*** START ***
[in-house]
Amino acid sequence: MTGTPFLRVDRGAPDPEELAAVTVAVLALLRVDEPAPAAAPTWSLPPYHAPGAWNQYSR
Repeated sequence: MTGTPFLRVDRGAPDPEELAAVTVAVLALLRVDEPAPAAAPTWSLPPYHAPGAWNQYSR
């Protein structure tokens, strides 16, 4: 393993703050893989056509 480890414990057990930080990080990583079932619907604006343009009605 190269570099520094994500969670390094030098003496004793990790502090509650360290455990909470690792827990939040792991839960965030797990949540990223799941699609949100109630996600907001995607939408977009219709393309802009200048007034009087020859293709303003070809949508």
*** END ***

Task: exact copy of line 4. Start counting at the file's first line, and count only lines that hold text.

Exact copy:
């Protein structure tokens, strides 16, 4: 393993703050893989056509 480890414990057990930080990080990583079932619907604006343009009605 190269570099520094994500969670390094030098003496004793990790502090509650360290455990909470690792827990939040792991839960965030797990949540990223799941699609949100109630996600907001995607939408977009219709393309802009200048007034009087020859293709303003070809949508």